As can be seen from the map to the left, this crocodile species can be found along the coasts of much of South-eastern Asia and Northern Australia.
It is the largest crocodilian species, growing to 6m (6.3 m is the record) or around 20 foot and weighing 1000kg to 1500kg.
It is an opportunistic predator, grabbing any prey in its territory and pulling it under till it drowns. Prey includes sharks, fish, crustations, amphibians reptiles birds and mammals – which include humans. Borneon and Siamese crocodiles are both similar, though Borneon ones can be easily indentified due to various specific characteristics.
While max size is now estimated to be 6.3m, it is thought that in the past there may have been individuals that exceeded 7m. Heavy poaching targeted the larger crocs, so these are now very rare (and as they keep growing, the biggest are generally the oldest). Females are far smaller at 2.7-3.5m in length. Potentially, in the past, its range would have gone as far as China, with various accounts of attacks from animals that sound very like this species.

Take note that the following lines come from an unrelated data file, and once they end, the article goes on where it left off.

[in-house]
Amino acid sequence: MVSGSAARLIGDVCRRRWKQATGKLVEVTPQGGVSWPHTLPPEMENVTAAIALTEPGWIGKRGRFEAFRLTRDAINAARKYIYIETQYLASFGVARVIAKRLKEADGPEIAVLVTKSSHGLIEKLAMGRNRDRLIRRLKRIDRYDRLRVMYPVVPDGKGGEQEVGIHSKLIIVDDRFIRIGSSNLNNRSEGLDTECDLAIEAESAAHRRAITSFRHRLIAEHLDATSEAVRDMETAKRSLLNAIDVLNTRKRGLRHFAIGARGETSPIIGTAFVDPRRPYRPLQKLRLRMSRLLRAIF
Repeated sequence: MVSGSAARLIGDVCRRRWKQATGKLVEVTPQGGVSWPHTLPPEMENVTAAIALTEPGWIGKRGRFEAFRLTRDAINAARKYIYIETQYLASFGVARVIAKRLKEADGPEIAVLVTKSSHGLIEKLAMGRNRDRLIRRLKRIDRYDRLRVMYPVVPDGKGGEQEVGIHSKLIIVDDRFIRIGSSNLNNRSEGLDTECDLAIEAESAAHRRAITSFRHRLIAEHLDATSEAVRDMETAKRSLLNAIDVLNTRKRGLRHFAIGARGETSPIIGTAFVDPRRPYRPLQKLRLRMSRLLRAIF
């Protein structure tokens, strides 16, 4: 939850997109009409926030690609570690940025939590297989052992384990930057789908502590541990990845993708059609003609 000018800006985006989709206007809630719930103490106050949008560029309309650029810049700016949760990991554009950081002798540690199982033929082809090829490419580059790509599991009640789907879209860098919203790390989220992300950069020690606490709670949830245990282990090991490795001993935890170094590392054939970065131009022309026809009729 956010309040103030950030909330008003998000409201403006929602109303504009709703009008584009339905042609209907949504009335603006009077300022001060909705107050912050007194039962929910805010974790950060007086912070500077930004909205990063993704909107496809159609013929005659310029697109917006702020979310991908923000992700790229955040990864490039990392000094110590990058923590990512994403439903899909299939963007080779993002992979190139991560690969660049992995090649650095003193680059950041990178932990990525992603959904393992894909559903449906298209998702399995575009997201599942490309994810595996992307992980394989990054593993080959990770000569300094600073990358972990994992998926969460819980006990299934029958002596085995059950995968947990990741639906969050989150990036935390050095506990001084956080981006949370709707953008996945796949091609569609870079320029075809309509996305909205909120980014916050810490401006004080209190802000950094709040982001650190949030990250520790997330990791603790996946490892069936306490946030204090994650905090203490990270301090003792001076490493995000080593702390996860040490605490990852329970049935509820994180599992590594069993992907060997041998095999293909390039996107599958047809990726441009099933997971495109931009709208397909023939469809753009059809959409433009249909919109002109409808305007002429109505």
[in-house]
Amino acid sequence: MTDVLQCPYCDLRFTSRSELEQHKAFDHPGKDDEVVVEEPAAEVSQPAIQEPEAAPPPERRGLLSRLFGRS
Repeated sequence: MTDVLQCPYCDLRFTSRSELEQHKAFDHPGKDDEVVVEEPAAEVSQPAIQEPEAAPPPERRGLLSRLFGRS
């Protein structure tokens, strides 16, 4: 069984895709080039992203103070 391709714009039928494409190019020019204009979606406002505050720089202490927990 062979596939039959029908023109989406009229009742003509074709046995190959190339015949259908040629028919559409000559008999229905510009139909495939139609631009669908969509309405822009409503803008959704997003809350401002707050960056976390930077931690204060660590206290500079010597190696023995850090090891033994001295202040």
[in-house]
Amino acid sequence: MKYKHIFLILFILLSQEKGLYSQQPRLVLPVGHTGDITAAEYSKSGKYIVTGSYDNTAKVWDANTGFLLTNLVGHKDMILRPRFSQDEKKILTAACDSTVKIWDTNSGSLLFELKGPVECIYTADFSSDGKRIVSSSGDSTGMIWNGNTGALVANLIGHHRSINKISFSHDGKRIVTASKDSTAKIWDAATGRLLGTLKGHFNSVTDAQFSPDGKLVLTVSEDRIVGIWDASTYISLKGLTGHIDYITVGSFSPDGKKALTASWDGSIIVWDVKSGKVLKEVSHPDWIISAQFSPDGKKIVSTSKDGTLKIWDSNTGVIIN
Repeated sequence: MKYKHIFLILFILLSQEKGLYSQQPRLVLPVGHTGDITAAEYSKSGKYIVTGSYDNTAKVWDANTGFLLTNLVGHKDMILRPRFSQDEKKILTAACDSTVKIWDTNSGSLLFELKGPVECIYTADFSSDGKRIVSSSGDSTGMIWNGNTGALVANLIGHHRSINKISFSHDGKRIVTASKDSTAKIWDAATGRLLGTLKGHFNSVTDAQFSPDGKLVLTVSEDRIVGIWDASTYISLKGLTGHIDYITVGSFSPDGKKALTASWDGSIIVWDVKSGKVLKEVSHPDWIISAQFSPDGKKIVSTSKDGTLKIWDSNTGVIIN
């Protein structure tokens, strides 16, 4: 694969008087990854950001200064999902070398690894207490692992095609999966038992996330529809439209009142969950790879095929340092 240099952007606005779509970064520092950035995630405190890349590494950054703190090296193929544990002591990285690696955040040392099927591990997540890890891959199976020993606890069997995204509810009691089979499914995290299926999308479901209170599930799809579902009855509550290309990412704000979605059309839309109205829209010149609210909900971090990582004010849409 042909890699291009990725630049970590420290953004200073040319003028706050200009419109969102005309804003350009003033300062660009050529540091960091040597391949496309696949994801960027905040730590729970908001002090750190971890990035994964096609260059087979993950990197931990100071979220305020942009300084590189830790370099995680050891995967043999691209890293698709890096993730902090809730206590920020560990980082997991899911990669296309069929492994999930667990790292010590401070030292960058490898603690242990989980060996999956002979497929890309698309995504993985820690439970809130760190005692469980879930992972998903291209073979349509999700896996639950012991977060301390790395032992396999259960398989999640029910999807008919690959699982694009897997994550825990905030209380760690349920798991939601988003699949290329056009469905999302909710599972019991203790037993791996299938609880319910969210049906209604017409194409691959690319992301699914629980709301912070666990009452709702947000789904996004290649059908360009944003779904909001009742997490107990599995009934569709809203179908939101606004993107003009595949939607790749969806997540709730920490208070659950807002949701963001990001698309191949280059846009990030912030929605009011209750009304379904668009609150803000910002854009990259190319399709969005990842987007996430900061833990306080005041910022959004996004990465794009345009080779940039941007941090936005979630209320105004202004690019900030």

Australia’s saltwater crocodile population is thriving, with as much as 100,000-200,000. While they are clearly not endangered overall, their are areas of their range where they are far less secure. As a result, the are listed as Appendix ii in Australia, Indonesia and New Guinea, and Appendix i everywhere else.
Given their ability to swim long distances, they occasionally appear in places they are not normally seen, such as Fiji.